Objective: To provide an update to the ‘‘Surviving Sepsis Campaign Guidelines for Management of Severe Sepsis and Septic Shock,’’ last published in 2008. Design: A consensus committee of 68 international experts representing 30 international organizations was convened. Nominal groups were assembled at key international meetings (for those committee members attending the conference). A formal conflict of interest policy was developed at the onset of the process and enforced throughout. The entire guidelines process was conducted independent of any industry funding. A stand-alone meeting was held for all subgroup heads, co- and vicechairs, and selected individuals. Teleconferences and electronic-based discussion among subgroups and among the entire committee served as an integral part of the development. Methods: The authors were advised to follow the principles of the Grading of Recommendations Assessment, Development and Evaluation (GRADE) system to guide assessment of quality of evidence from high (A) to very low (D) and to determine the strength of recommendations as strong (1) or weak (2). The potential drawbacks of making strong recommendations in the presence of lowquality evidence were emphasized. Recommendations were classified into three groups: (1) those directly targeting severe sepsis; (2) those targeting general care of the critically ill patient and considered high priority in severe sepsis; and (3) pediatric considerations.

Surviving Sepsis Campaign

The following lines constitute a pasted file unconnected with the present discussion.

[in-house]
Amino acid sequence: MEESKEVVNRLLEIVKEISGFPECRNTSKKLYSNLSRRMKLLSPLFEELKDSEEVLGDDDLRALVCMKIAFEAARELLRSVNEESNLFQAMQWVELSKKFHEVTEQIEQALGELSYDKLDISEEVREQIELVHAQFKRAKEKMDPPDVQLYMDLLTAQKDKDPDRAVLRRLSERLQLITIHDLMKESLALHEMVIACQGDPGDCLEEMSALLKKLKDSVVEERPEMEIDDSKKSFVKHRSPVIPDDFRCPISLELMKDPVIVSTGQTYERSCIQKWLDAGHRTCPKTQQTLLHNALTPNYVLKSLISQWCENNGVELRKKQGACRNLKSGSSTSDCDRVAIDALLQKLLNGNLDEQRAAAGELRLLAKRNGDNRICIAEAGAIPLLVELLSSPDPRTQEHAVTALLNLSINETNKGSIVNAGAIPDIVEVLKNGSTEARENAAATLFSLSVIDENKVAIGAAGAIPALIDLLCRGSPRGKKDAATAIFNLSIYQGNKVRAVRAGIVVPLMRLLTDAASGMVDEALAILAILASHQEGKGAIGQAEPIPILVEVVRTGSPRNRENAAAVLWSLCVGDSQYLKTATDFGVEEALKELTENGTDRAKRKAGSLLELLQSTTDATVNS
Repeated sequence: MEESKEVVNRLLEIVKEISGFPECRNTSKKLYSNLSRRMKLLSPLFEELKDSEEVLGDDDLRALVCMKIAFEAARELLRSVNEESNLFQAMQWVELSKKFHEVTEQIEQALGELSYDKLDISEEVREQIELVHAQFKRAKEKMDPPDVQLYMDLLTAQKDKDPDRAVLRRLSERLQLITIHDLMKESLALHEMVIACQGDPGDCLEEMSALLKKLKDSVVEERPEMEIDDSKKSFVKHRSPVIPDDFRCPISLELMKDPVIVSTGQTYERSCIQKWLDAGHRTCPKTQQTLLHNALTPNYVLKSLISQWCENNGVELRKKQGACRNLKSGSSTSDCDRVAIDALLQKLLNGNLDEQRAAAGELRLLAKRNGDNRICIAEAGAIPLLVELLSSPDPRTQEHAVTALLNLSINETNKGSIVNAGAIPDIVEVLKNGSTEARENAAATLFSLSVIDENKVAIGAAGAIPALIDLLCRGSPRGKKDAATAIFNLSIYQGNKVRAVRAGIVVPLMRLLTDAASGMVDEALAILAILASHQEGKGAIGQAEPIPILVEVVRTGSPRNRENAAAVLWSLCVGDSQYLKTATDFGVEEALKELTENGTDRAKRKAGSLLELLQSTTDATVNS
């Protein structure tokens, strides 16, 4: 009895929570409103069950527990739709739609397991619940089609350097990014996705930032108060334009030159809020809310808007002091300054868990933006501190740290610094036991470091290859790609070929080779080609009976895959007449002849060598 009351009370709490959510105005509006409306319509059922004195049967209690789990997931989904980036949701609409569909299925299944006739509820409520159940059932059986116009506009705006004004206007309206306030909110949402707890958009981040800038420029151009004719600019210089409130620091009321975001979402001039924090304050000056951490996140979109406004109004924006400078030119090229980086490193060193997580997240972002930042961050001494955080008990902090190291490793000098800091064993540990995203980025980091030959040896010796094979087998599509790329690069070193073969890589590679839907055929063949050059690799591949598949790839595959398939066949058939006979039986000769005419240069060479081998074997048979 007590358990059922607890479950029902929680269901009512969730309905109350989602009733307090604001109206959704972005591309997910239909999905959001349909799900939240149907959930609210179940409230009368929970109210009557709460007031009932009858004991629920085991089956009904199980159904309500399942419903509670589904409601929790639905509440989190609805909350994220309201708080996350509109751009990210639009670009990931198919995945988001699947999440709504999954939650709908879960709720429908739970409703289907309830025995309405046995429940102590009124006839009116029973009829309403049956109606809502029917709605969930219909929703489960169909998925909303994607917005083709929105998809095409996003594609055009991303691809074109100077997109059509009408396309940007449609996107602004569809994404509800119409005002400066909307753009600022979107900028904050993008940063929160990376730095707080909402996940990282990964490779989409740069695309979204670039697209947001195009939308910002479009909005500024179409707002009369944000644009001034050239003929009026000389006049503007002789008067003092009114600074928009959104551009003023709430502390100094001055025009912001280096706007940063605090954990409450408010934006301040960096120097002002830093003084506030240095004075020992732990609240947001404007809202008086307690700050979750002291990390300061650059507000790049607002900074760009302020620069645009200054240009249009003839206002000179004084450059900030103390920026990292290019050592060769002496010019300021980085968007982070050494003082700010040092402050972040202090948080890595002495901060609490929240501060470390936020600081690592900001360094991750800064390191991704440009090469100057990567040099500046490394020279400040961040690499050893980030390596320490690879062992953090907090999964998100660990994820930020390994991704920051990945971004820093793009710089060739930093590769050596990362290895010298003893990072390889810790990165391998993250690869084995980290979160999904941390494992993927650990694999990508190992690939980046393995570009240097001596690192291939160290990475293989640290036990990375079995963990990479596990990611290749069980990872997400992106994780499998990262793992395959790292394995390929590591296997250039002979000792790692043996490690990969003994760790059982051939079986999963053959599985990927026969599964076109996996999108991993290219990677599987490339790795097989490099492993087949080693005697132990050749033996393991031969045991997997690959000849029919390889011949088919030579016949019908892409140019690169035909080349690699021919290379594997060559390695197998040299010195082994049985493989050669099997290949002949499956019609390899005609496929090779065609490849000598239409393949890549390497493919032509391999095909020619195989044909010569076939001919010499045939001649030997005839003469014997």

Paolo Biban;
2013-01-01

Abstract

Objective: To provide an update to the ‘‘Surviving Sepsis Campaign Guidelines for Management of Severe Sepsis and Septic Shock,’’ last published in 2008. Design: A consensus committee of 68 international experts representing 30 international organizations was convened. Nominal groups were assembled at key international meetings (for those committee members attending the conference). A formal conflict of interest policy was developed at the onset of the process and enforced throughout. The entire guidelines process was conducted independent of any industry funding. A stand-alone meeting was held for all subgroup heads, co- and vicechairs, and selected individuals. Teleconferences and electronic-based discussion among subgroups and among the entire committee served as an integral part of the development. Methods: The authors were advised to follow the principles of the Grading of Recommendations Assessment, Development and Evaluation (GRADE) system to guide assessment of quality of evidence from high (A) to very low (D) and to determine the strength of recommendations as strong (1) or weak (2). The potential drawbacks of making strong recommendations in the presence of lowquality evidence were emphasized. Recommendations were classified into three groups: (1) those directly targeting severe sepsis; (2) those targeting general care of the critically ill patient and considered high priority in severe sepsis; and (3) pediatric considerations.
2013
Severe sepsis, septic shock, guidelines
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Descrizione: Objective: To provide an update to the “Surviving Sepsis Campaign Guidelines for Management of Severe Sepsis and Septic Shock,” last published in 2008. Design: A consensus committee of 68 international experts representing 30 international organizations was convened. Nominal groups were assembled at key international meetings (for those committee members attending the conference). A formal conflict of interest policy was developed at the onset of the process and enforced throughout. The entire guidelines process was conducted independent of any industry funding. A stand-alone meeting was held for all subgroup heads, co- and vice-chairs, and selected individuals. Teleconferences and electronic-based discussion among subgroups and among the entire committee served as an integral part of the development.
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Utilizza questo identificativo per citare o creare un link a questo documento: https://hdl.handle.net/11562/1028315
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